Wildlands Conservation’s Easements and Holdings
Ancient Islands Conservation Bank: Located in eastern Polk County on the Lake Wales Ridge. Manage scrub for sand skinks. This bank is located on Flaming Arrow Boy Scout Camp, one of the Lake Wales Ridge’s largest remaining properties in private ownership that is dominated by natural habitat. Wildlands is in the process of enhancing this scrub habitat by removing sand pines and reintroducing prescribed fire. The gopher tortoise, Highlands tiger beetle, blue-tailed mole skink, and Florida scrub lizard have also been documented on the property.
Collany Conservation Bank: Located in eastern Polk County on the Lake Wales Ridge. Manage scrub for sand skinks. This site is located on the eastern slope of the Lake Wales Ridge and extends from Lake Wales Ridge scrub habitat to seepage slope Bay Swamp with an understory of species adapted to saturated conditions (cutthroat grasses and sphagnum moss). Historical aerials reveal that these slopes, due to their saturated condition are natural fire shadows that have been dominated by Bays for decades. Wildlands is in the process of enhancing the Bay Swamp through the control of exotics, the removal of planted pines, and the re-introduction of fire. Currently, there is a thriving population of sand skinks within the scrub areas. This site, when enhanced is appropriate for the Florida scrub jay, which occurs in the region. The Florida black bear has been documented on site.
Tiger Creek Conservation Bank: Located in eastern Polk County on the Lake Wales Ridge. Manage scrub for sand skinks. This site is predominantly overgrown Lake Wales Ridge scrub. Wildlands is in the process of enhancing this area by reducing the effects of fire suppression using a combination of management strategies that include oak canopy removal and the re-introduction of prescribed fire. As with the Collany Conservation Bank, this site has a healthy population of sand skinks and is appropriate for scrub jays – which have been documented in the region.
Connerton Conservation Easement: Located in central Pasco County. Hold easements of all conservation areas. Manage to enhance/sustain natural ecological diversity. These areas collectively comprise a rich assemblage of wetlands characteristic of the region – cypress domes and strands, wet meadow, freshwater marsh, and a large pond with a littoral zone comprised of freshwater marsh and cypress. Several listed wading birds have been documented foraging in and along the marsh systems and there is sandhill crane nesting potential in several of the wetlands (dominated by pickerelweed and hydrophilic grasses).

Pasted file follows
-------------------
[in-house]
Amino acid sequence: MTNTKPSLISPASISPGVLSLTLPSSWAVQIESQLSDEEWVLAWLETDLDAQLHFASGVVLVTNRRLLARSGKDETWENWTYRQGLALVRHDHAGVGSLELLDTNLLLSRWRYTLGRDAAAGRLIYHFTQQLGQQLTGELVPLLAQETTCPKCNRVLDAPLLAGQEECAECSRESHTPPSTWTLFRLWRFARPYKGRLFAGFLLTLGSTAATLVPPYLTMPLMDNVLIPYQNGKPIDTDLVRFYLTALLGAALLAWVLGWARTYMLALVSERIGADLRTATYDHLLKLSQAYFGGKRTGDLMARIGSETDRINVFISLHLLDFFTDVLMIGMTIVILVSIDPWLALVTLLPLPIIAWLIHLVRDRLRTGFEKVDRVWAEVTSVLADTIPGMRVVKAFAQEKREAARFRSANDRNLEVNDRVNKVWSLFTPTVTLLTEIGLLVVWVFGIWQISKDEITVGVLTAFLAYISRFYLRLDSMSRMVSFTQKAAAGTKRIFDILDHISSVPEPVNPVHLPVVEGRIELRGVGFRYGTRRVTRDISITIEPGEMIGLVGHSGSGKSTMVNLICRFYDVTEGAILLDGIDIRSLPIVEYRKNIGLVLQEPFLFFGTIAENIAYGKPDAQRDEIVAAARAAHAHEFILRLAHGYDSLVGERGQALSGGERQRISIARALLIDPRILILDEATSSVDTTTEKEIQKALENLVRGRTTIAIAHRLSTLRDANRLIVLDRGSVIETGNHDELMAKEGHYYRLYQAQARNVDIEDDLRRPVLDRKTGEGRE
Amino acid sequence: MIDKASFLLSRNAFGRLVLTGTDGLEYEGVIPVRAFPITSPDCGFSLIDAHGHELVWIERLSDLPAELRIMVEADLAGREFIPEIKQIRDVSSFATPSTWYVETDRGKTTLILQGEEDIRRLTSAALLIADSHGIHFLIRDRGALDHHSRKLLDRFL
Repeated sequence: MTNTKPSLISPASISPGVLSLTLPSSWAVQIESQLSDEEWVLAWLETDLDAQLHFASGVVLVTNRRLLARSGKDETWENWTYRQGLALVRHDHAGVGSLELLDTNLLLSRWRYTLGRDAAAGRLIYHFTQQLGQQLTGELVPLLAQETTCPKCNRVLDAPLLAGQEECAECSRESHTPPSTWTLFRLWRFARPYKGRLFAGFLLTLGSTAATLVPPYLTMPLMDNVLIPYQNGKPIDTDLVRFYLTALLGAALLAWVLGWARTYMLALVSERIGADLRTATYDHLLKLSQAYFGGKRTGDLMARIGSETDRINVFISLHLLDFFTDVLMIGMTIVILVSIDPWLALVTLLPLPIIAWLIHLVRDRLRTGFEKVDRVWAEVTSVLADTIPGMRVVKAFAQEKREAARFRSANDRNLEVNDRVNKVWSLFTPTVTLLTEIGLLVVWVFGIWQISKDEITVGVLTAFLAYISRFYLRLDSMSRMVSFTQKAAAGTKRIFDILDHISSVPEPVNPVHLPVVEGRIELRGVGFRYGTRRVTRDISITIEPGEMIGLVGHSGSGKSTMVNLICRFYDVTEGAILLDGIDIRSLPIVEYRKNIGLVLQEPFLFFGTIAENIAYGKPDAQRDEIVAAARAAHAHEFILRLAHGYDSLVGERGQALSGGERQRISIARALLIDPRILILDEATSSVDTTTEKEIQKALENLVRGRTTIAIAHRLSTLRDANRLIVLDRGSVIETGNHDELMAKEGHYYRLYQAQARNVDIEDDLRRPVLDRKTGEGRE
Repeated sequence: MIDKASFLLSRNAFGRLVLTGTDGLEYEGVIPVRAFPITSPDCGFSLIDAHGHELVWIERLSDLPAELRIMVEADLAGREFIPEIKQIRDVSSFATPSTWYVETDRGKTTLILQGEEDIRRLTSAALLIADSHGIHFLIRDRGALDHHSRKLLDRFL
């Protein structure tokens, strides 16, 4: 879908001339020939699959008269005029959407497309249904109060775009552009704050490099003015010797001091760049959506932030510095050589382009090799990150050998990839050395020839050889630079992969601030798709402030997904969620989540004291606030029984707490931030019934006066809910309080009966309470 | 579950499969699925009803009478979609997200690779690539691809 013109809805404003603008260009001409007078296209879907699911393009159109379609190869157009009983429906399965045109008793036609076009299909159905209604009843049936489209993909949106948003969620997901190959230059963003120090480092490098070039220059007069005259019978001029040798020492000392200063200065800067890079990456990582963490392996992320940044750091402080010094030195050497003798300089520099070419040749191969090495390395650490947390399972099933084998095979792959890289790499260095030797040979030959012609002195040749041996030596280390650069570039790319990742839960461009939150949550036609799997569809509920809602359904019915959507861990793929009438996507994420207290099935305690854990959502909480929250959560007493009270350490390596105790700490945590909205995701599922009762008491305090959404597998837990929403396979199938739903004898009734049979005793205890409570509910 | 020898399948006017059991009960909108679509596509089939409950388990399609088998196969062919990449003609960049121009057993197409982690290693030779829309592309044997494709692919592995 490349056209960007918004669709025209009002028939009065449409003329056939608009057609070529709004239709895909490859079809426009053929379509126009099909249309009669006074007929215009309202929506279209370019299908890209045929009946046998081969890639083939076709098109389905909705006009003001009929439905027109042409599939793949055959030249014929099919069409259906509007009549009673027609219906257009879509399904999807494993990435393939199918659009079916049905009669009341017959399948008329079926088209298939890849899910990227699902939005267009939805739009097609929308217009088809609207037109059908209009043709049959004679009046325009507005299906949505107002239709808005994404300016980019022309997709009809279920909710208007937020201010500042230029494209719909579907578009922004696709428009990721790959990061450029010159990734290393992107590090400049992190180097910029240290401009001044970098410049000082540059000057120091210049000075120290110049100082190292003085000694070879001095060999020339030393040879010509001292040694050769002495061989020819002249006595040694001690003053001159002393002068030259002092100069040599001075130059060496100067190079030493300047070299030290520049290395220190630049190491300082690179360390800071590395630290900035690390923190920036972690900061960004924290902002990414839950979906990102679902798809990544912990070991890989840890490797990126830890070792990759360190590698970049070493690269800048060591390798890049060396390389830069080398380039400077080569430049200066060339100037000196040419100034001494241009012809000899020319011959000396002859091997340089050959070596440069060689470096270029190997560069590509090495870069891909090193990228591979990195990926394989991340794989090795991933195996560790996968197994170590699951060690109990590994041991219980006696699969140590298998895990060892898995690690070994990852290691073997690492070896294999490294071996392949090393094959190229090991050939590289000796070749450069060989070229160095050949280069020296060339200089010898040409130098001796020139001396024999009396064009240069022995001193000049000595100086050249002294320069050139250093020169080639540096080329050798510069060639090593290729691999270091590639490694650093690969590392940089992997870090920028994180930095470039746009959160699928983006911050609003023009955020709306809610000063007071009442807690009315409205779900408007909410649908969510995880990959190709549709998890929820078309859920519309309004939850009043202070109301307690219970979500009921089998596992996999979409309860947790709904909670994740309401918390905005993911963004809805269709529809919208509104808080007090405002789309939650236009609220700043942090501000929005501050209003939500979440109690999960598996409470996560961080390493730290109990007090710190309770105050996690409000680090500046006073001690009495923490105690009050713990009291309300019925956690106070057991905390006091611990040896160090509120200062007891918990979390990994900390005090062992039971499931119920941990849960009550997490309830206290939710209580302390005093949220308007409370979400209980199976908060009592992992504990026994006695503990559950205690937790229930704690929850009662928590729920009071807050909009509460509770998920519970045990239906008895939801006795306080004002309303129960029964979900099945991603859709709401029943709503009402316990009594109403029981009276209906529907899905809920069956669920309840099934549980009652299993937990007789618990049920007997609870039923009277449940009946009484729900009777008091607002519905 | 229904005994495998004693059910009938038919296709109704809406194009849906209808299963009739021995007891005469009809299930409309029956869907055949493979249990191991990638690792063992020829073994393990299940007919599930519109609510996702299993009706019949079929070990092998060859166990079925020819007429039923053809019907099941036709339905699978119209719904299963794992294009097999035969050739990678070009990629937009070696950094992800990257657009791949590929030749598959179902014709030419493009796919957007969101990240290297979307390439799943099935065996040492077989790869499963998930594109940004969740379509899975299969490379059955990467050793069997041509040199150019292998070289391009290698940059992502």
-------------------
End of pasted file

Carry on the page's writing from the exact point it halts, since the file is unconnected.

Cypress Creek Conservation Areas: Located in central Pasco County. Hold easement to wetland areas associated within the Cypress Creek floodplain as mitigation for Cypress Creek Town Center. These wetlands extend along Cypress Creek and are comprised of freshwater marsh – their water levels are as much a function of summer sheet flows associated with the rising Creek as they are the water table. Cypress Creek, a longitudinally flowing, forested, major tributary to the Hillsborough River, is also a migratory flyway for migrant songbirds.
Carillon Lakes Conservation Area: Located in central Polk County. Hold easement to wetland conservation areas set aside as mitigation for Carillon Lakes Home Owner’s Association. These forested and marsh wetlands buffer open space areas from a developing community. They host many listed wading birds as well as shorebirds including, but not limited to Common snipe, overwintering American woodcocks, belted kingfisher, killdeer, and rails.
Two Hole Branch Preserve: Located in eastern Hillsborough County. Hold fee simple title for lands within the Hillsborough River preservation network – deeded to Wildlands as mitigation for Duke Energy Transmission Main project. This forested floodplain site extends along a tributary to the Hillsborough River. Interior species, such as the pileated woodpecker, barred owl, and red-eyed vireo, are inhabitants of the preserve.
Tippen Bay Conservation Bank: Located in DeSoto County. Hold easement and assist with management on a scrub jay conservation bank. This site is dominated by a combination of scrub and scrubby flatwoods and dry prairie. The Florida scrub-jay nests on site. Other species documented include the eastern indigo snake, Florida black bear, eastern coachwhip, and gopher tortoise.